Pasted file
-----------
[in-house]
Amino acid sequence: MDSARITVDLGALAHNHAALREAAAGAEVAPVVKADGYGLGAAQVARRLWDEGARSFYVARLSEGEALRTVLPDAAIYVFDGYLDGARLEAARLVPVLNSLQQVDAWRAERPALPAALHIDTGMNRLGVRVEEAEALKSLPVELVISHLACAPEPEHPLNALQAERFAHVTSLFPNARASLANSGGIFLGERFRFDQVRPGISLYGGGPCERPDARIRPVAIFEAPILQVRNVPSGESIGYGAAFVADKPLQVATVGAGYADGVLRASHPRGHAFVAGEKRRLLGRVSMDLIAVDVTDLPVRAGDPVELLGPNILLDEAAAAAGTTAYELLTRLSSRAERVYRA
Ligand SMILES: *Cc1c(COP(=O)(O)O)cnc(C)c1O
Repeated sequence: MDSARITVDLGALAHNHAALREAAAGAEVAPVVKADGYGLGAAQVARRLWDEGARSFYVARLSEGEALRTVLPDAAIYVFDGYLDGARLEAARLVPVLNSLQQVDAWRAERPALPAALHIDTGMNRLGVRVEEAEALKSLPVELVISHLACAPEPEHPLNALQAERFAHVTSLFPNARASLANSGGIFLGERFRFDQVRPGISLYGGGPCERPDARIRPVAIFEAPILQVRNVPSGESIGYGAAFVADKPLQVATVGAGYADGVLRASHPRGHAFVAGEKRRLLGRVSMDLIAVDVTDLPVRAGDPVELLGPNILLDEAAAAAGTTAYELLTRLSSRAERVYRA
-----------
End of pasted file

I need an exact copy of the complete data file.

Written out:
[in-house]
Amino acid sequence: MDSARITVDLGALAHNHAALREAAAGAEVAPVVKADGYGLGAAQVARRLWDEGARSFYVARLSEGEALRTVLPDAAIYVFDGYLDGARLEAARLVPVLNSLQQVDAWRAERPALPAALHIDTGMNRLGVRVEEAEALKSLPVELVISHLACAPEPEHPLNALQAERFAHVTSLFPNARASLANSGGIFLGERFRFDQVRPGISLYGGGPCERPDARIRPVAIFEAPILQVRNVPSGESIGYGAAFVADKPLQVATVGAGYADGVLRASHPRGHAFVAGEKRRLLGRVSMDLIAVDVTDLPVRAGDPVELLGPNILLDEAAAAAGTTAYELLTRLSSRAERVYRA
Ligand SMILES: *Cc1c(COP(=O)(O)O)cnc(C)c1O
Repeated sequence: MDSARITVDLGALAHNHAALREAAAGAEVAPVVKADGYGLGAAQVARRLWDEGARSFYVARLSEGEALRTVLPDAAIYVFDGYLDGARLEAARLVPVLNSLQQVDAWRAERPALPAALHIDTGMNRLGVRVEEAEALKSLPVELVISHLACAPEPEHPLNALQAERFAHVTSLFPNARASLANSGGIFLGERFRFDQVRPGISLYGGGPCERPDARIRPVAIFEAPILQVRNVPSGESIGYGAAFVADKPLQVATVGAGYADGVLRASHPRGHAFVAGEKRRLLGRVSMDLIAVDVTDLPVRAGDPVELLGPNILLDEAAAAAGTTAYELLTRLSSRAERVYRA